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Eur J Intern Med. 2017 Dec;46:66-70. doi: 10.1016/j.ejim.2017.08.013. Epub 2017 Sep 1.

Repetitive 18F-FDG-PET/CT in patients with large-vessel giant-cell arteritis and controlled disease.

Author information

1
Department of Internal Medicine, Caen University Hospital, France; University of Caen - Basse Normandie, Caen, France. Electronic address: deboysson-h@chu-caen.fr.
2
Department of Nuclear Medicine, Caen University Hospital, France; INSERM U1086 «ANTICIPE», BioTICLA, François Baclesse Cancer Centre, Caen, France. Electronic address: aide-n@chu-caen.fr.
3
Department of Internal Medicine, Limoges University Hospital, Limoges, France. Electronic address: eric.liozon@chu-limoges.fr.
4
Department of Internal Medicine, Lille University Hospital, France. Electronic address: marc.lambert@chru-lille.fr.
5
Biostatistics and Clinical Research Unit, Caen University Hospital, France. Electronic address: parienti-jj@chu-caen.fr.
6
Department of Nuclear Medicine, Limoges University Hospital, France. Electronic address: Jacques.monteil@chu-limoges.fr.
7
Department of Nuclear Medicine, Lille University Hospital, France. Electronic address: Damien.huglo@chru-lille.fr.
8
Department of Internal Medicine, Caen University Hospital, France; University of Caen - Basse Normandie, Caen, France. Electronic address: bbienvenu@hopital-saint-joseph.fr.
9
Department of Nuclear Medicine, Caen University Hospital, France; Normandie Université EA4650, Caen, France. Electronic address: manrique@cyceron.fr.
10
Department of Internal Medicine, Caen University Hospital, France; University of Caen - Basse Normandie, Caen, France. Electronic address: aouba-a@chu-caen.fr.

Abstract

OBJECTIVE:

18F-FDG PET/CT can detect large-vessel involvement in giant-cell arteritis (GCA) with a good sensitivity. In patients with clinically and biologically controlled disease, we aimed to assess how vascular uptakes evolve on repetitive FDG-PET/CT.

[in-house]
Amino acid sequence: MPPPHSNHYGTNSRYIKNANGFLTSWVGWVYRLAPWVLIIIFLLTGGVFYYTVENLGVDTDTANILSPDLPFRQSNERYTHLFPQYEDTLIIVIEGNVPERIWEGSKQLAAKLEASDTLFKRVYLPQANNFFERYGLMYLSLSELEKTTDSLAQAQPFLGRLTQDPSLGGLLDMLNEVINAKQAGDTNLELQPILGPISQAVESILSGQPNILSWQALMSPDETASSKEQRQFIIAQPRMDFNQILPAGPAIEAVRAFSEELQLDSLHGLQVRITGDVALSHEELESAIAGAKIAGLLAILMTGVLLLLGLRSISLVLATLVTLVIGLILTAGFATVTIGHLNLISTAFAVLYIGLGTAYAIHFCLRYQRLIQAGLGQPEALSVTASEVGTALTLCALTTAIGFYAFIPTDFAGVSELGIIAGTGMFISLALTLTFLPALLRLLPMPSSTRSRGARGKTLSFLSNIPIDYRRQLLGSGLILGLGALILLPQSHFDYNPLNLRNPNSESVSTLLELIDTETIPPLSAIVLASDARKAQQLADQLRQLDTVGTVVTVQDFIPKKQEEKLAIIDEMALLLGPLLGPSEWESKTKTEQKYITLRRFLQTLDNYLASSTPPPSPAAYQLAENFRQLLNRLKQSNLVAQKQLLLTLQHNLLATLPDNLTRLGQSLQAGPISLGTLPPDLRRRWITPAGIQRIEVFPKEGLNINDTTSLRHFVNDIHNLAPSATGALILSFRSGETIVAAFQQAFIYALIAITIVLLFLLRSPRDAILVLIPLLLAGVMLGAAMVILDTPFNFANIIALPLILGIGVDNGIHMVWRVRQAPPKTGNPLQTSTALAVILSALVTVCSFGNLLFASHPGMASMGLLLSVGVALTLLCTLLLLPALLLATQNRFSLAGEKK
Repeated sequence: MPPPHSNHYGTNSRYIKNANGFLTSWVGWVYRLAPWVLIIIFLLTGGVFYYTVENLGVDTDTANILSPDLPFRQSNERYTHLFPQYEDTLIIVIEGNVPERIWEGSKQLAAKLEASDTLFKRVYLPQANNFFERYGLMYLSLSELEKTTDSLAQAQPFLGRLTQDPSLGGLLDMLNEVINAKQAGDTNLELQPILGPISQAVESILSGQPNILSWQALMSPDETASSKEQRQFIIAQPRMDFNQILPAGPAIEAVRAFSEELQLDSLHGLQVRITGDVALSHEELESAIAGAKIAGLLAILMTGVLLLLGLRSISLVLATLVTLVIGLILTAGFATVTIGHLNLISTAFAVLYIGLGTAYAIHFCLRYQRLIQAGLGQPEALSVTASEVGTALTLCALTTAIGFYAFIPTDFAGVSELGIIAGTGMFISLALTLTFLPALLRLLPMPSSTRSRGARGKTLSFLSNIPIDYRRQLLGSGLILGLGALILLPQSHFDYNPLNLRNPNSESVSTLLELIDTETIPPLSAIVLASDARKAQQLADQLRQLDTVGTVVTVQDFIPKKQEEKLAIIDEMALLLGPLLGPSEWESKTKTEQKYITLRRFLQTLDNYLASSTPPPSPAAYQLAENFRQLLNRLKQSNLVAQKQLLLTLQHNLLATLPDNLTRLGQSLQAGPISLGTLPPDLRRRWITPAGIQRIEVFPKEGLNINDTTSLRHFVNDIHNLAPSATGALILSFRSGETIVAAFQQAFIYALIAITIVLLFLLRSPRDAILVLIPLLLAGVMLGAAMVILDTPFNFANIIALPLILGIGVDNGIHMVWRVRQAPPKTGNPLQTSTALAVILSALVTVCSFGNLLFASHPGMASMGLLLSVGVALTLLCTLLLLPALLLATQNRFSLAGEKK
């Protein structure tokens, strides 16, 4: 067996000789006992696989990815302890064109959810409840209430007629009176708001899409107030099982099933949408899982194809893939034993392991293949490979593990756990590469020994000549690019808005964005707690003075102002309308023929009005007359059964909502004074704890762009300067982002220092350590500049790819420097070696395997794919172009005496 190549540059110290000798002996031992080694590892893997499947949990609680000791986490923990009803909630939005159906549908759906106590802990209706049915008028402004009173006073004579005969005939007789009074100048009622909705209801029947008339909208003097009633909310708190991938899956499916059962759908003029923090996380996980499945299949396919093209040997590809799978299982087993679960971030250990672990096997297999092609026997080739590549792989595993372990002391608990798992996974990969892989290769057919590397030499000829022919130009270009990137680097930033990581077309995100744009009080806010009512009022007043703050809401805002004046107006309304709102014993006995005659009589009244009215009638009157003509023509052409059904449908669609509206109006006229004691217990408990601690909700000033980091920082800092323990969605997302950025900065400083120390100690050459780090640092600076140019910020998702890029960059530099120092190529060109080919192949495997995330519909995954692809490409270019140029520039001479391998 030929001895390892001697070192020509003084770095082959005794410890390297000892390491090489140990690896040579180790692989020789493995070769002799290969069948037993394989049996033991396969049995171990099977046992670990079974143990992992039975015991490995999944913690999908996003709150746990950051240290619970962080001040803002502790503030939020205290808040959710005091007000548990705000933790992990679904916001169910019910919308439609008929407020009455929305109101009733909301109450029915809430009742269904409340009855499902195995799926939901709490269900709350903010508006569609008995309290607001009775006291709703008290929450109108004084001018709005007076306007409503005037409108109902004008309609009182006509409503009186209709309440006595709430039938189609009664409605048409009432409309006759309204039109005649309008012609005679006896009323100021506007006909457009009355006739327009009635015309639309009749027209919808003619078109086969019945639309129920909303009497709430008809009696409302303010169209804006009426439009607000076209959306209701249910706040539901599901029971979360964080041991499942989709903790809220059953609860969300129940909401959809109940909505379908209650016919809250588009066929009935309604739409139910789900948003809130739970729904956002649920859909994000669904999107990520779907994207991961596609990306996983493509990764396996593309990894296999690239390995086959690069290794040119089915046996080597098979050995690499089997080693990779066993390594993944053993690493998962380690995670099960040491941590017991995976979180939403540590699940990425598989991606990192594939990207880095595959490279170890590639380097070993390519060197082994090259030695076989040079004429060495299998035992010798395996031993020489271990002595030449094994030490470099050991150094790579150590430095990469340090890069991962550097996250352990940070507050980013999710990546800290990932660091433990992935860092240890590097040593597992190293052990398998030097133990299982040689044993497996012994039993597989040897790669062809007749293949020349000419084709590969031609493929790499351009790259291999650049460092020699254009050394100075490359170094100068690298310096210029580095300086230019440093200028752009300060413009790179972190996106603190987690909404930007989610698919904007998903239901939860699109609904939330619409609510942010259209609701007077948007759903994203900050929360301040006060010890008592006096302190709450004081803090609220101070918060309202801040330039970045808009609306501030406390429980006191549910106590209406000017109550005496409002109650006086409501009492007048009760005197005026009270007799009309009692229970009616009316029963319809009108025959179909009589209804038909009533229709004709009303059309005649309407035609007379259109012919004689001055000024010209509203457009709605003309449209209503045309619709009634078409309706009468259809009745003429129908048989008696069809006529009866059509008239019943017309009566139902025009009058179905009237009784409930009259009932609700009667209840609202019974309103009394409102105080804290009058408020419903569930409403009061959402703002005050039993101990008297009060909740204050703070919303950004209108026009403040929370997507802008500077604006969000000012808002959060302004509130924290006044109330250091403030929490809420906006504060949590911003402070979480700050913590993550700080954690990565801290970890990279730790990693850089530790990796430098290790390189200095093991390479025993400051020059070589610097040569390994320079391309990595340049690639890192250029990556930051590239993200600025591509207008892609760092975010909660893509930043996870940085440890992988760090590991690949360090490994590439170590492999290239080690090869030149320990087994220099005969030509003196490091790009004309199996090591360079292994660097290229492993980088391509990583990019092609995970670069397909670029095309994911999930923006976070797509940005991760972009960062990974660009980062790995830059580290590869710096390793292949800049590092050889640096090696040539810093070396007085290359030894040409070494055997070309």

PATIENTS AND METHODS:

All included patients had to satisfy the 4 following criteria: 1) diagnosis of GCA was retained according to the criteria of the American College of Rheumatology or based on the satisfaction of 2 criteria associated with the demonstration of large-vessel involvement on FDG-PET/CT; 2) all patients had a positive PET/CT that was performed at diagnosis before treatment or within the first 10days of treatment; 3) another FDG-PET/CT was performed after at least 3months of controlled disease without any relapse; 4) patients were followed-up at least for 12months.

RESULTS:

Twenty-five patients (17 [68%] women, median age: 69 [65-78]) with large-vessel inflammation on a baseline FDG-PET/CT and with repetitive imaging during the period with controlled disease were included and followed-up for 62 [25-95] months. Four repeated procedures revealed total extinction of vascular uptakes at 11.5 [8-12] months after the first FDG-PET/CT. Eight PET/CT revealed decreased numbers of vascular uptakes, and 10 procedures revealed no changes. The 3 remaining procedures indicated worsening of the numbers of vascular uptakes in the absence of relapse.

CONCLUSIONS:

Our study revealed long-term persistent vascular uptake on repeated FDG-PET/CT in >80% of our GCA patients with large-vessel inflammation and clinical-biological controlled disease. Prospective studies are required to confirm these findings.

KEYWORDS:

FDG-PET/CT; Giant-cell arteritis; Large-vessel involvement; Repetitive imaging

PMID:
28865740
DOI:
10.1016/j.ejim.2017.08.013
[Indexed for MEDLINE]

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